Bicyclists may be inhaling twice as much soot as pedestrians
You’ve decided to help your health and the environment by riding your bike to work. Good for you! Sorry to have to deliver the bad news: you may be inhaling more soot.
The amount might be more than twice as much as urban pedestrians, says a pilot study presented Sunday at the European Respiratory Society’s Annual Congress. The study involved five cyclists who regularly biked to work and five pedestrians from London. They ranged in age from 18 to 40 and were healthy nonsmokers.
Researchers analyzed airway microphage cells from the participants’ sputum samples. Airway microphage cells guard the body against foreign bodies such as viruses and bacteria. The cyclists were found to have 2.3 times the amount of black carbon in their lungs compared with the pedestrians.
“The results of this study have shown that cycling in a large European city increases exposure to black carbon,” said co-author Chinedu Nwokoro in a news release. “This could be due to a number of factors including the fact that cyclists breathe more deeply and at a quicker rate than pedestrians while in closer proximity to exhaust fumes, which could increase the number of airborne particles penetrating the lungs.”
Other studies have weighed the health risks and benefits of urban cycling; one 2010 study in the journal Environmental Health Perspectives looked at what might happen if 500,000 people in the Netherlands traded their cars for bicycles for short daily trips, and measured the outcome in life-years gained or lost.
By increasing their exercise, bike riders would gain three to 14 months of life. The possible effect on mortality would mean 0.8 to 40 days lost from inhaling more air pollution, and five to nine days off from the hike in traffic accidents. Advantage: cycling.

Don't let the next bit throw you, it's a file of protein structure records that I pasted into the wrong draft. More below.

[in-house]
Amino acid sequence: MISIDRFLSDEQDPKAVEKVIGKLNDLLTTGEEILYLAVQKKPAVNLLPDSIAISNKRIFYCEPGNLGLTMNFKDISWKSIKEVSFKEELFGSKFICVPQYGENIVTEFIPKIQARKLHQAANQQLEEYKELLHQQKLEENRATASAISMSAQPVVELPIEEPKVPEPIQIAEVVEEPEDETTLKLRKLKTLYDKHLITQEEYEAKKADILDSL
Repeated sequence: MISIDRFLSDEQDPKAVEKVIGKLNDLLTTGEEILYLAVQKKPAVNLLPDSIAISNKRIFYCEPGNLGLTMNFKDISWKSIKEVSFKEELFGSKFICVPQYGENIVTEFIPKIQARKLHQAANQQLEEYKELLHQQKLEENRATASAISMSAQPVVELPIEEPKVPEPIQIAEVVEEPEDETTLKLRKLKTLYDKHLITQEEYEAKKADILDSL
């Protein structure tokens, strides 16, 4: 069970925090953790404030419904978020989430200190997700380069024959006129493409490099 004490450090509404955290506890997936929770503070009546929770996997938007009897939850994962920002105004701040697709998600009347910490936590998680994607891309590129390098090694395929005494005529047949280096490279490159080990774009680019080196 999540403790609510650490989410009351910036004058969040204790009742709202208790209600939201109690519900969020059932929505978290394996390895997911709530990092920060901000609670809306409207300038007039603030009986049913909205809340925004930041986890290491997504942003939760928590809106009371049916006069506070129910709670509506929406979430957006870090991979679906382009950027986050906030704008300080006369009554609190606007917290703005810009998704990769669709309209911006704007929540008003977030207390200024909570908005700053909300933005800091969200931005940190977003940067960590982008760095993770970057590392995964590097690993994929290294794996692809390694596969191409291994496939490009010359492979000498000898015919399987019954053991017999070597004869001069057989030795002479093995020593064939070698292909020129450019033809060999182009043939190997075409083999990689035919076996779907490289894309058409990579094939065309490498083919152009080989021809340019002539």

A similar 2011 study in the British Medical Journal looked at the effects of bike sharing on health and the environment. They found that while there could be a yearly jump of 0.13 deaths from air pollution annually compared with drivers, 12.28 deaths could be avoided each year due to the health advantages from biking.
And a study looking at how transportation methods affected commuters’ exposure to air pollution found cyclists may be at risk. The 2010 study in Environmental Health Perspectives examined particulate matter and soot along two bike routes with different amounts of traffic in the Netherlands.
Because cyclists took in volumes of air per minute that were twice as high as people in cars and buses, researchers estimated their inhaled air pollution amounts were highest.
If you commute via bicycle to work or even use your bike for short trips around town, do you use any type of mask or filter? If so, do you think it’s made a difference? Tell us about it.
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